The BBC reports that researchers used data obtained from satellites to measure ground temperatures near wind farms and found that they had indeed risen.

"These changes, if spatially large enough, may have noticeable impacts on local to regional weather and climate," read the study, which was conducted in west Texas, where wind farms have expanded from 111 in 2003 to 2,358 in 2011.

Temperatures were more elevated at night when cool air near the ground is offset by the wind turbines. Using wind to counter night and early morning frost is often used by farmers on their crops.

But the study's authors were quick to add that the research should not be used to stop building wind farms, which provide clean energy, as the research is new and the warming may be beneficial.

The study is published in the journal Nature Climate Change.

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Is USP9x the Missing Link in a Cure for Cancer?

Posted By on Mon, Apr 30, 2012 at 8:20 AM

New research indicates that aggressive pancreatic tumors may be treatable with a new class of drugs because of the discovery of the USP9x gene. Fewer than one in five people with pancreatic cancer survive past the first year after being diagnosed.

The study—published today in the journal Nature—showed that the gene in question was being switched off in cancerous cells, but drugs with the potential to turn USP9x back on and stop the spread of cancer are already being tested.

"We looked in human tumor specimens and we found that [USP9x] was missing in a fraction of patients—the patients that did very poorly ... the people who died the fastest," said researcher David Tuveson. "Patients that had a low level of the gene died very quickly after their operation and the patients who at the end of their life had lots of metastasis, they had also a very low level of this protein."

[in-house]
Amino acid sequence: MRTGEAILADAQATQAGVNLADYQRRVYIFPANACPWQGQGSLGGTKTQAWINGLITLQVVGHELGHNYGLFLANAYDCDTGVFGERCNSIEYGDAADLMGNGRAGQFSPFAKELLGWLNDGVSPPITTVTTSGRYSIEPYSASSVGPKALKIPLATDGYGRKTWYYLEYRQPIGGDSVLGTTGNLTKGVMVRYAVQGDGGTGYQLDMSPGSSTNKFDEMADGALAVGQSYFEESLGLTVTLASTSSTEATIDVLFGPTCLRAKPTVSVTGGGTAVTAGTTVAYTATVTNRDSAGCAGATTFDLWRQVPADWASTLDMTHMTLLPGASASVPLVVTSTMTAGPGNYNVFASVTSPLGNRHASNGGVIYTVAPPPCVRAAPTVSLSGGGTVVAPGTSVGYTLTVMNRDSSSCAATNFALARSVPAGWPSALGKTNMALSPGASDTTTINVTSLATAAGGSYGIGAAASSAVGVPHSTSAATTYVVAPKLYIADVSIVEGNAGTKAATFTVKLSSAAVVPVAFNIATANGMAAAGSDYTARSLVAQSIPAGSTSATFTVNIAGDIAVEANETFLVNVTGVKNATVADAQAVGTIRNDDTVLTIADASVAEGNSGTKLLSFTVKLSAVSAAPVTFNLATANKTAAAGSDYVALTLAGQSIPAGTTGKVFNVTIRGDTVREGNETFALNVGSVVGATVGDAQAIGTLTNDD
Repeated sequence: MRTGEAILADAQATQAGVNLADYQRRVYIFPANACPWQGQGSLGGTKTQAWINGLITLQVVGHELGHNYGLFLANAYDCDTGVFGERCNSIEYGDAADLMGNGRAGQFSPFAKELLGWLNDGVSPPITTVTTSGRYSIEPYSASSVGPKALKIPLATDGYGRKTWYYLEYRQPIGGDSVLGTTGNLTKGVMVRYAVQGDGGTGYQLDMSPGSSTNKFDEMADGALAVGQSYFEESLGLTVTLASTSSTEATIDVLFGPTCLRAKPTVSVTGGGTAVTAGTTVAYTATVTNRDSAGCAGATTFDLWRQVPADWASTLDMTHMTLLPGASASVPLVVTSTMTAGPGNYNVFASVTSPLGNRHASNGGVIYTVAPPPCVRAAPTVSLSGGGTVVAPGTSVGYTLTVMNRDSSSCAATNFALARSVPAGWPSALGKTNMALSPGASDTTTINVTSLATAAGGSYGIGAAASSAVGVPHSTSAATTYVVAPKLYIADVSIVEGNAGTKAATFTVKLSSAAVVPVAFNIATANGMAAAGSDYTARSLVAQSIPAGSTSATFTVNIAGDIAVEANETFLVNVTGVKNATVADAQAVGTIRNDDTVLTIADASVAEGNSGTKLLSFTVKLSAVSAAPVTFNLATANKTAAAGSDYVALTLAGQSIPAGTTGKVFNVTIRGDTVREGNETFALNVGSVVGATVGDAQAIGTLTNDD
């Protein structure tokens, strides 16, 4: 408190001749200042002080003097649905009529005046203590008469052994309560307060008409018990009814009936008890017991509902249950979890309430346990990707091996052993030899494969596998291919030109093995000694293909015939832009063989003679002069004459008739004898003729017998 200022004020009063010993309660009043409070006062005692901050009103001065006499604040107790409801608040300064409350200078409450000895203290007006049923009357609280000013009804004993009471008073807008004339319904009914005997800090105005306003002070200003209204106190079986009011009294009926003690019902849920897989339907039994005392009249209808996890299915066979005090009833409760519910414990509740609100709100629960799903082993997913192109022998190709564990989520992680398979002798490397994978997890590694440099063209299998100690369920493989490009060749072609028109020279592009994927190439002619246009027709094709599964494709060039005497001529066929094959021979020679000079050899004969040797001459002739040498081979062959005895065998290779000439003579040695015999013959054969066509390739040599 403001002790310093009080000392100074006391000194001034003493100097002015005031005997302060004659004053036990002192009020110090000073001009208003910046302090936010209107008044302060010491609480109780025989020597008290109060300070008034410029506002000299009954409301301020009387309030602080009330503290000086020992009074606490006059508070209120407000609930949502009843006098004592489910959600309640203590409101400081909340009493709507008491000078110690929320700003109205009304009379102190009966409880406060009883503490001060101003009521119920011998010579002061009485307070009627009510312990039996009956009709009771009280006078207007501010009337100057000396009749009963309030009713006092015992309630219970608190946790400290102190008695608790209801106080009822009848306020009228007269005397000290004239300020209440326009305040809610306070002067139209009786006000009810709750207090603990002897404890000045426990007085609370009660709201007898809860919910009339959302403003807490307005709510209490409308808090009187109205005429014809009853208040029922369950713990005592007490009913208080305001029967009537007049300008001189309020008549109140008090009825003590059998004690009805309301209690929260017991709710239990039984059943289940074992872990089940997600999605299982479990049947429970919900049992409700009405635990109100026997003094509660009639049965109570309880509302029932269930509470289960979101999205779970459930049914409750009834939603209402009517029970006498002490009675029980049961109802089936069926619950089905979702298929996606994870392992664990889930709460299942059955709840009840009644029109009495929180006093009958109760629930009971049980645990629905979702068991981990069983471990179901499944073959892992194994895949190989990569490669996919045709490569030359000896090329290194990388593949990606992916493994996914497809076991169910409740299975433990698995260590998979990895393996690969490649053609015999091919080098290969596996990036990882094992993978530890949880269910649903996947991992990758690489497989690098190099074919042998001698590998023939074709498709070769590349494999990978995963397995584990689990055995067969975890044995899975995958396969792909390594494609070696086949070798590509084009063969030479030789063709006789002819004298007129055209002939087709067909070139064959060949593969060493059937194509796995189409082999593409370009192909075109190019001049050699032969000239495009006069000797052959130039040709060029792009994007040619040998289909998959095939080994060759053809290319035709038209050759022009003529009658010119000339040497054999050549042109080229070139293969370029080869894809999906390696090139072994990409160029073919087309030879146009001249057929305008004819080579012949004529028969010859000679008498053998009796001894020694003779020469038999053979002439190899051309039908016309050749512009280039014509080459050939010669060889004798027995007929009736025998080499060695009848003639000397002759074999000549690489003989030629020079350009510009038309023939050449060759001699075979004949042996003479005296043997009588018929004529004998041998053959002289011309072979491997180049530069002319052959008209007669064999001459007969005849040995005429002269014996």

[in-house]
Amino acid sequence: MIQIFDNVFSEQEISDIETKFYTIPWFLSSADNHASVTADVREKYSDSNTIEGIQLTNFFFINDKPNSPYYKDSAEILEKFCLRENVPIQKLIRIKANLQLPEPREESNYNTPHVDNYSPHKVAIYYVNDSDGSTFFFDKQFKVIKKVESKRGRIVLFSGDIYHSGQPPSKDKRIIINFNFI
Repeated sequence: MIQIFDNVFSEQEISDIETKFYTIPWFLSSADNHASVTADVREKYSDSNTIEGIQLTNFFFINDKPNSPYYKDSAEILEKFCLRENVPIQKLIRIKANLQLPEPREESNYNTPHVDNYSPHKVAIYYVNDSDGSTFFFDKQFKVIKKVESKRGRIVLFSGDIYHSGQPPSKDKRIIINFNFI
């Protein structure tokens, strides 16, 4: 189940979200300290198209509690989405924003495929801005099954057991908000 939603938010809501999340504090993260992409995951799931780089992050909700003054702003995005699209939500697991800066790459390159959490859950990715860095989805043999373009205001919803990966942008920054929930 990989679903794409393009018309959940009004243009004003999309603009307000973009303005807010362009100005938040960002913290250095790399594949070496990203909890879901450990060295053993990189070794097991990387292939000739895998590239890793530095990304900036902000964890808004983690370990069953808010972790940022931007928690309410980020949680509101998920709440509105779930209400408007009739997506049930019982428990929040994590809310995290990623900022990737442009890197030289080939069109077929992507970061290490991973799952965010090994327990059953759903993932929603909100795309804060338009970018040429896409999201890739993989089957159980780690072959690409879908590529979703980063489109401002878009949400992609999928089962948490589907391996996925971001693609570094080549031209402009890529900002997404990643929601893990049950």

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Sunday, April 29, 2012

Protesters Push Back Against 'War Against Women'

"In the last 12 months, women have become sluts for taking birth control.”

Posted By on Sun, Apr 29, 2012 at 8:58 AM

Theresa Burkes cut up Senate Bill 1387, got some glue and assembled an apron with scraps
  • Carissa Wolf
  • Theresa Burkes cut up Senate Bill 1387, got some glue and assembled an apron with the scraps for Saturday's protest against the Republicans' war on women.

Theresa Burkes tore into the 2012 proposed ultrasound legislation ... literally. She cut it. She ripped it. And end-to-end, completely disassembled the Senate Bill, proposed by Republican Sen. Chuck Winder, that would have required Idaho women to undergo an ultrasound prior to having an abortion.

When Burkes stepped backed and looked at scraps of the legislation, which ultimately died in the waning hours of the 2012 Idaho Legislature, she saw an incomprehensible mess.

Burkes said she gave meaning to the shreds of paper that were once SB 1387 through art. She reassembled the fragments into an apron shaped like the State Capitol.

“I know that bill inside and out. I tore it up and pasted it and pasted it. And what I tore was infuriating,” said Burkes.

Burkes said she then fulfilled one of Winder's goals—wrapping the legislation around her body, she tied it with some strings and tucked a photo of Winder into the front pocket of her apron.

“This is where he would have wanted to be,” said Burkes.

Burkes said she kept Winder close to her uterus on Saturday as women’s rights activists marched from the Anne Frank Human Rights Memorial to the Statehouse steps in opposition to what they called the "war against women.”

“I was born in 1970," Toni Sutton told the crowd of approximately 100. "That means that I had more legal control over my body at the age of 3 than I have now. In the last 12 months, women have become sluts for taking birth control.”

Protesters said their line of defense in the battle to save women’s rights came with a warning to lawmakers who backed Winder’s bill: They would remember come November.

Kaitlyn Joyce told demonstrators,Laws that affect women do affect what kids cant do.
  • Carissa Wolf